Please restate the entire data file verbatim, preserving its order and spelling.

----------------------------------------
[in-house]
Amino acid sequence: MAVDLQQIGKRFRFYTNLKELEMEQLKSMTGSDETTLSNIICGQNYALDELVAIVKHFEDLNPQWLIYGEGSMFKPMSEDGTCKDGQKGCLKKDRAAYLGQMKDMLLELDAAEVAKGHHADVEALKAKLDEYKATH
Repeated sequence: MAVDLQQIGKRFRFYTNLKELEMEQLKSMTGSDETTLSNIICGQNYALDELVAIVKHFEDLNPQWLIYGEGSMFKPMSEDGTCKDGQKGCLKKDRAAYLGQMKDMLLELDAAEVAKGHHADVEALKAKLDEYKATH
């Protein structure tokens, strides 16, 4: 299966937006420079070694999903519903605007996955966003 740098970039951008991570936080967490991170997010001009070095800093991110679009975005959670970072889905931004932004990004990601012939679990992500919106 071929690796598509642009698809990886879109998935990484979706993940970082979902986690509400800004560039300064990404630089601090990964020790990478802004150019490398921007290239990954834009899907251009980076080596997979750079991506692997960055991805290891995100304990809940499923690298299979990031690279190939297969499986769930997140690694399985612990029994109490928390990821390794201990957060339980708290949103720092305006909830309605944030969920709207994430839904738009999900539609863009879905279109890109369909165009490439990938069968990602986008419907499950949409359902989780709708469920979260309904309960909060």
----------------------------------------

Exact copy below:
[in-house]
Amino acid sequence: MAVDLQQIGKRFRFYTNLKELEMEQLKSMTGSDETTLSNIICGQNYALDELVAIVKHFEDLNPQWLIYGEGSMFKPMSEDGTCKDGQKGCLKKDRAAYLGQMKDMLLELDAAEVAKGHHADVEALKAKLDEYKATH
Repeated sequence: MAVDLQQIGKRFRFYTNLKELEMEQLKSMTGSDETTLSNIICGQNYALDELVAIVKHFEDLNPQWLIYGEGSMFKPMSEDGTCKDGQKGCLKKDRAAYLGQMKDMLLELDAAEVAKGHHADVEALKAKLDEYKATH
């Protein structure tokens, strides 16, 4: 299966937006420079070694999903519903605007996955966003 740098970039951008991570936080967490991170997010001009070095800093991110679009975005959670970072889905931004932004990004990601012939679990992500919106 071929690796598509642009698809990886879109998935990484979706993940970082979902986690509400800004560039300064990404630089601090990964020790990478802004150019490398921007290239990954834009899907251009980076080596997979750079991506692997960055991805290891995100304990809940499923690298299979990031690279190939297969499986769930997140690694399985612990029994109490928390990821390794201990957060339980708290949103720092305006909830309605944030969920709207994430839904738009999900539609863009879905279109890109369909165009490439990938069968990602986008419907499950949409359902989780709708469920979260309904309960909060």